Welcome to the Weekly Scan. Here’s what we’re following for the week of August 17,  2020.

Make sure to check back as we update these stories.

Shopping spree. Retail sales, which include purchases at service stations, stores, restaurants, and online, increased 1.2 percentage points in July 2020, compared to June, according to the Department of Commerce. July sales also surpassed those from February, before the Covid-19 pandemic hit the U.S. economy. Sales in July were 1.7 percentage points higher than sales in February. Restaurant sales and sales of health products, electronics, and appliances reportedly contributed to the growing retail numbers. 

  • The takeaway: Despite these promising sales numbers, unemployment remains significantly higher than it was before the pandemic, at 10.2% as of July, 2020. Meanwhile, the $600 weekly stipend for unemployed Americans expired at the end of July, which could affect consumer spending.

Wall Street Journal and New York Times

Mail mayhem. The House of Representatives’ Committee on Oversight and Reform is planning to convene on August 24th in the middle of Congressional recess, to deal with growing concerns over the Trump administration’s handling of the U.S. Postal Service (USPS). The USPS, led by Postmaster General Louis DeJoy, has reportedly started removing hundreds of mail-processing machines and suggested that 46 states may not be able to process mail-in ballots in time for the 2020 presidential election. The USPS has also cut operating hours in many states and overtime for postal workers.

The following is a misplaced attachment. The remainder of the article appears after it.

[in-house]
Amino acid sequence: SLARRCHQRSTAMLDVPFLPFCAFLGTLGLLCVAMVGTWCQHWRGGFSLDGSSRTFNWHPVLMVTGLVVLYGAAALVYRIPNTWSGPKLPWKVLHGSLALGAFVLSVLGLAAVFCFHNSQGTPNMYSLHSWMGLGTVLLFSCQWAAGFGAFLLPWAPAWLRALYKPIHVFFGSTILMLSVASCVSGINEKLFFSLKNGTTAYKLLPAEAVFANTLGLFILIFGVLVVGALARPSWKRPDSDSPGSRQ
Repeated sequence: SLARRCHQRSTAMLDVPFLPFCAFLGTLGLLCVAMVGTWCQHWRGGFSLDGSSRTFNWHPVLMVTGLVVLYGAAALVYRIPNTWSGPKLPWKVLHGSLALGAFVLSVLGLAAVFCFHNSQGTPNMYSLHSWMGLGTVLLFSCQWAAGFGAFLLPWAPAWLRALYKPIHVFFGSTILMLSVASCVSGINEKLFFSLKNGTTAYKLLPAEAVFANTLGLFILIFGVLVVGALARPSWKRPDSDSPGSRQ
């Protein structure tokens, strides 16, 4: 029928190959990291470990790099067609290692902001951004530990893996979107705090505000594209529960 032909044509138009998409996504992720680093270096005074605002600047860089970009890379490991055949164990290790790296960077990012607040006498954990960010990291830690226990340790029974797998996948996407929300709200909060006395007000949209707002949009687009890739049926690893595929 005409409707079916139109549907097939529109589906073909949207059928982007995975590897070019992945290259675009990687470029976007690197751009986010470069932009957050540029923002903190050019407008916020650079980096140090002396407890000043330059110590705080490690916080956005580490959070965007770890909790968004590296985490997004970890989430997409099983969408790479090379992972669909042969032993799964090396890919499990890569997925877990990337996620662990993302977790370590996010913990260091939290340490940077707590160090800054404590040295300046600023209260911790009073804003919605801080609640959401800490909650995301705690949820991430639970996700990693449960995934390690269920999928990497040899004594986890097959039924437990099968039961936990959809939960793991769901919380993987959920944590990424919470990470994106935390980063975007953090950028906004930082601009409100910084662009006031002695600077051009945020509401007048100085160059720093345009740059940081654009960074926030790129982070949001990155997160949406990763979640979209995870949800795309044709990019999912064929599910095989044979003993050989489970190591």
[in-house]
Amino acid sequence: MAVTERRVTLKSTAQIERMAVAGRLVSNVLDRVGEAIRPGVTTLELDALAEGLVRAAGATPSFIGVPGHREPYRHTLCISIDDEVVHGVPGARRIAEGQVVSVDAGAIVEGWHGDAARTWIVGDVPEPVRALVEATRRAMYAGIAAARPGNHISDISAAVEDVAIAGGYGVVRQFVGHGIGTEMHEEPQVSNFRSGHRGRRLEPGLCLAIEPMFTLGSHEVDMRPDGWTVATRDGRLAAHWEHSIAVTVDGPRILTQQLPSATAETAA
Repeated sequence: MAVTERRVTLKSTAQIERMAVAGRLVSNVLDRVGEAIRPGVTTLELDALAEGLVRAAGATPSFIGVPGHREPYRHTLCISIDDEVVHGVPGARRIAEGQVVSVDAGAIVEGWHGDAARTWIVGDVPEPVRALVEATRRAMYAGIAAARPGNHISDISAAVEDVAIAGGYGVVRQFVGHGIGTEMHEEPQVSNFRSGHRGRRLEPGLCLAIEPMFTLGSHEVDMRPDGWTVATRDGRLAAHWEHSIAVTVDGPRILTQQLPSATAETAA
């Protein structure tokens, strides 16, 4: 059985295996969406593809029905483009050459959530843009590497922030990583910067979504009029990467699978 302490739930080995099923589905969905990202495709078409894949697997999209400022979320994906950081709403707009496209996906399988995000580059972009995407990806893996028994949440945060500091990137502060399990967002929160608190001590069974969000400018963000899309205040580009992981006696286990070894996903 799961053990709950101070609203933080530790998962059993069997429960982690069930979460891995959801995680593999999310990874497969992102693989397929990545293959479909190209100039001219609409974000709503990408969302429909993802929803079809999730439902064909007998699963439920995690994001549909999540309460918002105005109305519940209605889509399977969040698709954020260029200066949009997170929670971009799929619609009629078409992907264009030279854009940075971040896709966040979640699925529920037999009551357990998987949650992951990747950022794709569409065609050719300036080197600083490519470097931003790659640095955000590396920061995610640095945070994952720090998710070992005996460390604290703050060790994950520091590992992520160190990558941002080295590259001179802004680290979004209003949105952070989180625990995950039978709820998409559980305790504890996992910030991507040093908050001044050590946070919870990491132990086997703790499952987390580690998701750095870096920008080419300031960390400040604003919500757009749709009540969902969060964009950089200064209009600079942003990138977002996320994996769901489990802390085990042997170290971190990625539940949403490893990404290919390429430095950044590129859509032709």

• The takeaway: These changes at the USPS come after President Trump cast doubt on the legitimacy of mail-in ballots and suggested that they could contribute to voter fraud, without any evidence to support the claim. But mail-in voting is likely to be more popular during the upcoming election as voters avoid going to the polls because of the Covid-19 pandemic. Democrats in Congress have suggested that the President is attempting to suppress voters across the country before the election.


Tesla splits. Electric carmaker Tesla announced a 5-for-1 stock split last week. This split means that investors will get four shares of Tesla stock for each one that they own. Tesla’s announcement comes weeks after Apple announced its own 4-for-1 stock split. The split will go into effect for those who are already invested in Tesla on August 21, 2020. The stock will start trading at the split-adjusted price after August 31, 2020. 

  • The takeaway: The decision to split Tesla’s stock is reportedly an effort to make the stock more accessible and affordable for investors. Tesla was trading at about $1,550 per share as of August 14, 2020. Keep in mind that a stock-split doesn’t necessarily mean that the same growth will follow.

Forbes and CNBC.

Your Uber may not arrive. Ridesharing apps Uber and Lyft suggested that they might halt service in California this week in response to a court order demanding that the companies classify their drivers as employees within 10 days in accordance with the law AB-5. Drivers have previously been classified as independent contractors, allowing Uber and Lyft not to offer benefits such as minimum wage, overtime pay, unemployment insurance, and more to their drivers. Uber and Lyft are hoping to delay reclassifying their workers until a referendum vote in November that could exempt the companies from reclassification if passed.

  • The takeaway: The threat to halt service is reportedly intended to motivate customers to push back on the law. However, some experts have questioned this strategy since business has declined for ridesharing apps as a result of Covid-19 shutdowns.


Find out what we covered in last week’s Scan.

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